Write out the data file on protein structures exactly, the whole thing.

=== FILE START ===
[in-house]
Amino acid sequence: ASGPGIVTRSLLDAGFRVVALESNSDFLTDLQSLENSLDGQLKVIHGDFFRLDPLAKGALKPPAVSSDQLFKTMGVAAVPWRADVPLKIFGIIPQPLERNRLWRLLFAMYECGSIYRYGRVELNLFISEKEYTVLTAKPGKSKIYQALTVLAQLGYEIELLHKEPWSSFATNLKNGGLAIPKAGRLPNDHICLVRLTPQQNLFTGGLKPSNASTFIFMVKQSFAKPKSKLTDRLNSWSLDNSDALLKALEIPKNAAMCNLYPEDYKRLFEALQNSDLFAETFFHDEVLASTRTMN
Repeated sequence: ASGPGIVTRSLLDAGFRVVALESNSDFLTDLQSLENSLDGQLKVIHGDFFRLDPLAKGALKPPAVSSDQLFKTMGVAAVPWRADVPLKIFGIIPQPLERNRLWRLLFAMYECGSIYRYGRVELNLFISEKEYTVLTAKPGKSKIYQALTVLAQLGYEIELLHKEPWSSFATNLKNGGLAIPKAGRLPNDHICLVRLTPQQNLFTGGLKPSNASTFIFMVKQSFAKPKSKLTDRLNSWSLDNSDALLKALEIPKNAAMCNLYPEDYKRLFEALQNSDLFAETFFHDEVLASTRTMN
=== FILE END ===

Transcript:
[in-house]
Amino acid sequence: ASGPGIVTRSLLDAGFRVVALESNSDFLTDLQSLENSLDGQLKVIHGDFFRLDPLAKGALKPPAVSSDQLFKTMGVAAVPWRADVPLKIFGIIPQPLERNRLWRLLFAMYECGSIYRYGRVELNLFISEKEYTVLTAKPGKSKIYQALTVLAQLGYEIELLHKEPWSSFATNLKNGGLAIPKAGRLPNDHICLVRLTPQQNLFTGGLKPSNASTFIFMVKQSFAKPKSKLTDRLNSWSLDNSDALLKALEIPKNAAMCNLYPEDYKRLFEALQNSDLFAETFFHDEVLASTRTMN
Repeated sequence: ASGPGIVTRSLLDAGFRVVALESNSDFLTDLQSLENSLDGQLKVIHGDFFRLDPLAKGALKPPAVSSDQLFKTMGVAAVPWRADVPLKIFGIIPQPLERNRLWRLLFAMYECGSIYRYGRVELNLFISEKEYTVLTAKPGKSKIYQALTVLAQLGYEIELLHKEPWSSFATNLKNGGLAIPKAGRLPNDHICLVRLTPQQNLFTGGLKPSNASTFIFMVKQSFAKPKSKLTDRLNSWSLDNSDALLKALEIPKNAAMCNLYPEDYKRLFEALQNSDLFAETFFHDEVLASTRTMN